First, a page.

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Diabetes drug builds momentum for Proteomics kidney test

Updated: May 2

Proteomics International Laboratories has been boosted by the results of a fresh study. Credit: File

Proteomics International Laboratories has strengthened its fight against kidney disease with the identification of a diabetes drug that has boosted the prospects of its PromarkerD predictive test.

A new study, published in the esteemed peer-reviewed Journal of Clinical Medicine, found that patients who took “canagliflozin” showed a significant reduction in risk scores through the company’s PromarkerD predictive test for diabetic kidney disease.

The research also showed that the patients who had been identified as being at high risk of kidney disease at the start of the study had received the greatest benefit.

The study was a collaboration between Proteomics and the pharmaceutical arm of Johnson & Johnson, Janssen Research and Development. Researchers were studying the link between canagliflozin, which is an approved diabetes therapy with additional kidney and cardio-protective benefits, and changes in PromarkerD scores for people living with type 2 diabetes.

The three-year study involving more than 2000 participants found that the risk scores were lowered for those who took the medication, while average scores rose for those who took a placebo. The results have complemented the company’s earlier test outcomes, which were presented at the Australasian Diabetes Conference in 2021.

Management believes the new publication demonstrates that drugs such as canagliflozin can lower PromarkerD risk scores and have the potential to treat at-risk patients identified by the test. It says it further highlights the key role Promarker D can have in fighting kidney disease.

The findings illustrate the benefits of using PromarkerD testing - it’s exciting that we can identify patients who are asymptomatic for diabetic kidney disease but still at high risk of developing the disease and that canagliflozin significantly lowers their risk of developing diabetic kidney disease. It’s an elegant example of using precision medicine to enable early intervention and slow or stop the onset of disease.

PromarkerD is a prognostic test that can predict future kidney function decline in patients living with type 2 diabetes, but who have no existing diabetic kidney disease. Proteomics says clinical studies published in leading journals show PromarkerD correctly predicted up to 86 per cent of otherwise healthy diabetics who went on to develop diabetic kidney disease within four years. Proteomics International Laboratories managing director Dr Richard Lipscombe

Just last month, Proteomics beefed up its clinical advisory board ahead of the rollout of its PromarkerD test. The new advisory board members come from across the healthcare industry, with strong specialisations in primary-care diabetes education and management in the United States.

The board gains followed the renewal of two key accreditations for Proteomics earlier in April, which significantly boosted the company’s plans for the global launch of PromarkerD. The National Association of Testing Authorities of Australia gave the all-clear for the renewal of Proteomics’ ISO 17025 accreditation, while the British Standards Institution renewed the company’s ISO 13485 certification.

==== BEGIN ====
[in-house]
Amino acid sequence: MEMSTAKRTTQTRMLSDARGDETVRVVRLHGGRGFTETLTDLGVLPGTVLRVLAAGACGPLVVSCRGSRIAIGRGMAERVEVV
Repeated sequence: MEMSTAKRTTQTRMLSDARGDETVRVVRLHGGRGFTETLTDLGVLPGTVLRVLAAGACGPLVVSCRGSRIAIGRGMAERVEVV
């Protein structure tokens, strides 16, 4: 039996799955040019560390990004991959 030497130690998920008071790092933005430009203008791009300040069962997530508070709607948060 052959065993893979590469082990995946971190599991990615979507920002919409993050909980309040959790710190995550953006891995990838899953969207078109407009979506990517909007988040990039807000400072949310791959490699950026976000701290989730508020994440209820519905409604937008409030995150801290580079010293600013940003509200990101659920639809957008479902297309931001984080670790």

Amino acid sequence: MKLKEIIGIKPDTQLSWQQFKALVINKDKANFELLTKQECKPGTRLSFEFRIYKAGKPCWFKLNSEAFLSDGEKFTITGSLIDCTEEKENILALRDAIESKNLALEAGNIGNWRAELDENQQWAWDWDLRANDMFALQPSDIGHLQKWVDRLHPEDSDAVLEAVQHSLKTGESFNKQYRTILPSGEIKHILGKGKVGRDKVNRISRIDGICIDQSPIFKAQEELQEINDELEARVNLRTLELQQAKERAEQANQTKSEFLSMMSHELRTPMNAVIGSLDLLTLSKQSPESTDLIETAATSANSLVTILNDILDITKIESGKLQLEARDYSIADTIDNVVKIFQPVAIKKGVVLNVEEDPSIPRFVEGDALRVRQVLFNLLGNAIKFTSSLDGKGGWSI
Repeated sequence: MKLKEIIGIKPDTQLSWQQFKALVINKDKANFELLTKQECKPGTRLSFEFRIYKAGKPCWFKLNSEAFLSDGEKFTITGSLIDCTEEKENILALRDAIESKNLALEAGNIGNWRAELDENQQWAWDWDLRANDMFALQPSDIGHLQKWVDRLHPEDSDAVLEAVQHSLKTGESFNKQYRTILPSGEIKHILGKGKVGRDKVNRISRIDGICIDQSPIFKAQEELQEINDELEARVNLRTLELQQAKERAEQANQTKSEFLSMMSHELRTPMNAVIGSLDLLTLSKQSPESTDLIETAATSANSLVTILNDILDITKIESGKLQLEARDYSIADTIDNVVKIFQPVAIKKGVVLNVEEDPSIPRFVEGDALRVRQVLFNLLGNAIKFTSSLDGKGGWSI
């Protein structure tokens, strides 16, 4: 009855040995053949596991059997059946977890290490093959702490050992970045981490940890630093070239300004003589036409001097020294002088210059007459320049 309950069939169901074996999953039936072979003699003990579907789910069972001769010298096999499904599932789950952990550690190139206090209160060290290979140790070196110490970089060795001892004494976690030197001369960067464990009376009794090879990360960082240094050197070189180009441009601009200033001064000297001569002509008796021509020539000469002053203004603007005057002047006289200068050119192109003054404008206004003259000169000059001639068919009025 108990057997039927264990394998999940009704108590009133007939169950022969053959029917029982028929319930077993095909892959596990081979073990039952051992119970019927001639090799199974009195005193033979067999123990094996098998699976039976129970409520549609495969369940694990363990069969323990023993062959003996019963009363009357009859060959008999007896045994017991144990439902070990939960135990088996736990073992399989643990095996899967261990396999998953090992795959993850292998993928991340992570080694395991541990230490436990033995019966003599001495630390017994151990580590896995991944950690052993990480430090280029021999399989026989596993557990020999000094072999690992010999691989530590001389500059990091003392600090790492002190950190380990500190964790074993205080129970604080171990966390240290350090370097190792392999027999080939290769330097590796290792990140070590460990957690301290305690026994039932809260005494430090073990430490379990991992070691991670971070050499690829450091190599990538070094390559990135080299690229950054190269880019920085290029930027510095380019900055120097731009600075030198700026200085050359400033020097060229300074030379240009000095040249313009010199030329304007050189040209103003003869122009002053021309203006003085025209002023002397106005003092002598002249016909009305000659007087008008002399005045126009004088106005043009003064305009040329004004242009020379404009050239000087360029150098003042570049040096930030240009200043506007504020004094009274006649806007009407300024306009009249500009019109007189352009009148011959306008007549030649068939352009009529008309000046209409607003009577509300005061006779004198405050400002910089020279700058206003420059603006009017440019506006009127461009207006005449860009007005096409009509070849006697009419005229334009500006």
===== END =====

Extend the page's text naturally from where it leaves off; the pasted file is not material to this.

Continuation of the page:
ISO 13485 is designed to be used by organisations involved in the design, production, installation and servicing of medical devices and related services. The accreditation for laboratory testing enables cooperation with international laboratories and regulatory organisations. The certification also demonstrates that the company’s standards are technically competent and ensures the delivery of accurate, valid and reliable results.

ISO 17025 is a globally-adopted certification that ensures safety and quality management of medical devices from design and development through to the manufacture and sale process. The accreditation is recognised as a primary standard for quality assurance in the European Union, Australia, Japan, Singapore and the US.

Proteomics argues PromarkerD can help prevent the need for renal replacement therapies such as dialysis and kidney transplant, potentially saving healthcare systems around the world billions of dollars a year.

In the US, an estimated 32 million people, or 11 per cent of the population, live with diabetes. According to the US Renal Data System, the total cost of diabetic kidney disease is US$130 billion (AU$196 billion) per year in the US alone.

Diabetes is a major cause of blindness, kidney failure, heart attacks, stroke and lower limb amputation and between 2000 and 2019, there was a three per cent increase in diabetes mortality rates by age.

In 2019, diabetes and kidney disease due to diabetes caused an estimated two million deaths worldwide.

However, the disease can be treated and its consequences avoided or delayed with diet, physical activity, medication and regular screening and treatment for complications. It means a test such as Promarker D could potentially help millions of people achieve greater health outcomes, let alone save millions of lives.

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